1923 - 1956
after the First World War, the shipping lines of the world found themselves
in a most difficult situation. All too many vessels had been requested
by admiralties and as a consequence been destroyed during the hostilities.
The British Cunard Line was one of the companies that had been very badly
affected – after the war they had lost eleven passenger ships: The Lusitania,
Carpathia, Franconia, Laconia, Ivernia, Ultonia,
Alaunia, Andania, Aurania, Ausonia and the
Asconia had all been victims of the enemy. The remaining Cunard
fleet was not too impressive for the time, in all seven ships including
the Aquitania and Mauretania.
of the fleet started with receiving war-prizes from the war’s losers. The
Germans had to give up their entire big trio that the Hamburg Amerika Linie’s
director Albert Ballin had created. The first of the trio – the Imperator
– went to Cunard as replacement for the grand Lusitania, the second
went to the Americans and the last and largest went to the White Star Line.
Imperator was renamed
Berengaria and started to serve alongside Aquitania and Mauretania.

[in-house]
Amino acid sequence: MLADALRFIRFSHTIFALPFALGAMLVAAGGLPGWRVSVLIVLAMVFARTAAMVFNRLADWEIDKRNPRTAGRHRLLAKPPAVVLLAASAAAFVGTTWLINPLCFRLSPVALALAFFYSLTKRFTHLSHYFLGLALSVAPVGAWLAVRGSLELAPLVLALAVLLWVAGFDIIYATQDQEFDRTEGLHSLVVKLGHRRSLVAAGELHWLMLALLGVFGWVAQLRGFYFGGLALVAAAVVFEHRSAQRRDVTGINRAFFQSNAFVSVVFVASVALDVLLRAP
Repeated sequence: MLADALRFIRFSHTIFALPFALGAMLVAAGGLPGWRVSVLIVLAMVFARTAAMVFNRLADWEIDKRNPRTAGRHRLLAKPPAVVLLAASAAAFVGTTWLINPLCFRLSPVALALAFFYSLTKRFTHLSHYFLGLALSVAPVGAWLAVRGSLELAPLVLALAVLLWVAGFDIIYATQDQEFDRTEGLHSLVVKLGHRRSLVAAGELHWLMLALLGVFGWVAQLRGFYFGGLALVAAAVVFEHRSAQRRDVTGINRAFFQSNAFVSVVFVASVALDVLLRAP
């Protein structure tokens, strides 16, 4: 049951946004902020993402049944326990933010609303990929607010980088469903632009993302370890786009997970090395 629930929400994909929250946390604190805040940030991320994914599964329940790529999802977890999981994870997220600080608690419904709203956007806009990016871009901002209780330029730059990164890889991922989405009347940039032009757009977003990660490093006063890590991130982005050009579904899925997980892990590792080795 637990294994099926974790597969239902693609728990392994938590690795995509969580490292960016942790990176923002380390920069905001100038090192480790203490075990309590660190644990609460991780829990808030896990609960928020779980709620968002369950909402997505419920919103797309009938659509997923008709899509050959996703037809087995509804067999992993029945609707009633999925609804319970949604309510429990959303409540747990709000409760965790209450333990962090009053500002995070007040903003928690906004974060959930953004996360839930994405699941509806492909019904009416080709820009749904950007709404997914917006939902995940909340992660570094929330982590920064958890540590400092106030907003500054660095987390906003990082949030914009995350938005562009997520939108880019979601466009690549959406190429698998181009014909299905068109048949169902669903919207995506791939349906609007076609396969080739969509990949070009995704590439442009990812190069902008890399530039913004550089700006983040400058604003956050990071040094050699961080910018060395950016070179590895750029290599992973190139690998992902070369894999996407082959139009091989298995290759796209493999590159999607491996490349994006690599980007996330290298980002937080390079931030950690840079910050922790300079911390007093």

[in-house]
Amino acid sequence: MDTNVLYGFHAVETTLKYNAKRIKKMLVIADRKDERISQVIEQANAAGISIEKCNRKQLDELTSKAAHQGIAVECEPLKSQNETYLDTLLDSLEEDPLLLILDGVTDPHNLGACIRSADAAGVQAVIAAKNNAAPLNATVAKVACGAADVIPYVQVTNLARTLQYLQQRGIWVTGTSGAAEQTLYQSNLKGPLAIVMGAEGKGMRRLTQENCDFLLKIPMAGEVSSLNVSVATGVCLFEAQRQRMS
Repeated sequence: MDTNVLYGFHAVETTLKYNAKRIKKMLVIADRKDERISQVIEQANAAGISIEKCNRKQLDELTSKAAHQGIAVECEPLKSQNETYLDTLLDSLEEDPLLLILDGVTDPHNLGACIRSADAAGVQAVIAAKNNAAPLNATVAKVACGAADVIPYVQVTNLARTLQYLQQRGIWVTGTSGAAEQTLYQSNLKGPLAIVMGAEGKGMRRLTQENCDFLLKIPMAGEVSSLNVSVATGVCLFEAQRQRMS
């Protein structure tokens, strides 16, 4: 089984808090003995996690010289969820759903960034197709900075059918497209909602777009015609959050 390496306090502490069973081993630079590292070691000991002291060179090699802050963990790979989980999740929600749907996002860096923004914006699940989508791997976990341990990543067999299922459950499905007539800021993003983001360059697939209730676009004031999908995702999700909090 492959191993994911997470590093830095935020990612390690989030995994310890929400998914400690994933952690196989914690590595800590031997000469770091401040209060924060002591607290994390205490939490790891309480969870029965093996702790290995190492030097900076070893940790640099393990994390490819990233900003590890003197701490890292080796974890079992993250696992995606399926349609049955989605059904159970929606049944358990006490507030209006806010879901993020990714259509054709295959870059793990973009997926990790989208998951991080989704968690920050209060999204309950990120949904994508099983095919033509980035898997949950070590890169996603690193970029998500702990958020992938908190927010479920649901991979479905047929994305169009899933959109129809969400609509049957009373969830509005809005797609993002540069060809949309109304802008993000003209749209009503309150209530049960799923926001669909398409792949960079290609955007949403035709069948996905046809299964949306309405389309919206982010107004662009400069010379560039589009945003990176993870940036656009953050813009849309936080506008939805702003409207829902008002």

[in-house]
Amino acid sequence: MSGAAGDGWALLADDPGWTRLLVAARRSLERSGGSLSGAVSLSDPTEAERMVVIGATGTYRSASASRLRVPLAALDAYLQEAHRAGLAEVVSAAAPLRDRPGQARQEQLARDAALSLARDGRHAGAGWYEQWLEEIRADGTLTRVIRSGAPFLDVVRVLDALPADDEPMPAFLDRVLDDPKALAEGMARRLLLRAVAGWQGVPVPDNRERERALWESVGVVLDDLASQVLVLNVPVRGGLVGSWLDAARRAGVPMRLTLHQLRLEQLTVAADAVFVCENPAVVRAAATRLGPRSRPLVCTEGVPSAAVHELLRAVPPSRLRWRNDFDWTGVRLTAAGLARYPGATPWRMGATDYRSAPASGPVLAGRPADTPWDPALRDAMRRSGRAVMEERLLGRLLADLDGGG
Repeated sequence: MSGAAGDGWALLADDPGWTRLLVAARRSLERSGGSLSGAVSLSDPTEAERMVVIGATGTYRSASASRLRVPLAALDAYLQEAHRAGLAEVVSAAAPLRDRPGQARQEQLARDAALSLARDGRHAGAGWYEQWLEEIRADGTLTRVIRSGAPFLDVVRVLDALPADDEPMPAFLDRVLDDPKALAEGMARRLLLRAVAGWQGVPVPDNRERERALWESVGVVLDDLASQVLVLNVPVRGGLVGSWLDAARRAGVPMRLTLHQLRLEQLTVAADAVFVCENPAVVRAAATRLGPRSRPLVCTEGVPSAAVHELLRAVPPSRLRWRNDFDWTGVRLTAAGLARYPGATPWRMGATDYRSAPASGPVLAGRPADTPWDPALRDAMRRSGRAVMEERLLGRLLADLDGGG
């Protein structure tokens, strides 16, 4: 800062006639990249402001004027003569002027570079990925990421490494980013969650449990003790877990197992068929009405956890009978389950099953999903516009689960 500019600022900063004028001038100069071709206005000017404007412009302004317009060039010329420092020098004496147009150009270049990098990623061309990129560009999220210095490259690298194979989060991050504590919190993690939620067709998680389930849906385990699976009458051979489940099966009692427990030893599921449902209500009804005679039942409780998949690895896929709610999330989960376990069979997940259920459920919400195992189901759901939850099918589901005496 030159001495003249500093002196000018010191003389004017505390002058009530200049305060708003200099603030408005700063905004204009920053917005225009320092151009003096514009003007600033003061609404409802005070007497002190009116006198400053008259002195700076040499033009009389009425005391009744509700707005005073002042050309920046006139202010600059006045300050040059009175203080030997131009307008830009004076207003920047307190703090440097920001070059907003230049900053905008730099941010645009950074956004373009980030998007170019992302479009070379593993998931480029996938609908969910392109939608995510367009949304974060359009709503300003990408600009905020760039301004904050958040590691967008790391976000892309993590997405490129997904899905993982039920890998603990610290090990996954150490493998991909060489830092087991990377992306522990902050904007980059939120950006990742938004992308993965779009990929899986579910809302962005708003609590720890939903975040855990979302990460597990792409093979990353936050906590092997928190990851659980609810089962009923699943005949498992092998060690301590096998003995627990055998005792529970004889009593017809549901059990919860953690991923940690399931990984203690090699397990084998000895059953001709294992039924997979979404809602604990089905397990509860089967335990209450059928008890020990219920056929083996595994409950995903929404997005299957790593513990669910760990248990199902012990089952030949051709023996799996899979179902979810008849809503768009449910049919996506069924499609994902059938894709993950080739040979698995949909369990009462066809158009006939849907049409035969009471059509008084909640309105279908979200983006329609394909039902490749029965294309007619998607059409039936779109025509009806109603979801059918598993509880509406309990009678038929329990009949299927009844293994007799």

- one of Cunard's newbuilds during the Twenties.
Cunard realised that there were not enough ships to fetch from the Germans
to update the reduced fleet. They had to build more ships, many more ships.
In the late 1910s, the directors and design team of the Cunard
Line presented their plans of replacement tonnage – in all fourteen new
ships. These ships were to be small ones; there was no money for a ship
to match the ‘Big Three’.
of these fourteen ships came in 1920. She was the Albania, and she
was followed by three almost identical sisters – the Scythia, Samaria
and Laconia. After these ships Cunard wanted to further perfect
these small single stackers with two liners similar to the former four.
of these two ships was built by John Brown & Co., and designed by Leslie
Peskett, head designer for Cunard, the same man that had designed the Aquitania
– ‘The Ship Beautiful’. To honour the first Franconia that had been
sunk during the war, Cunard decided to give this new ship that name. On
October 21, 1922, Lady Royden, wife of Sir Thomas Royden, chairman of Cunard,
launched the Franconia into the River Clyde. On June 23, 1923, the
Franconia successfully carried through her maiden voyage between
Liverpool and New York.
now evident that the Franconia was by far superior to the four previous
single stackers that had set her pattern. She was more luxurious, better
decorated and had differences in design that the passengers seemed to favour.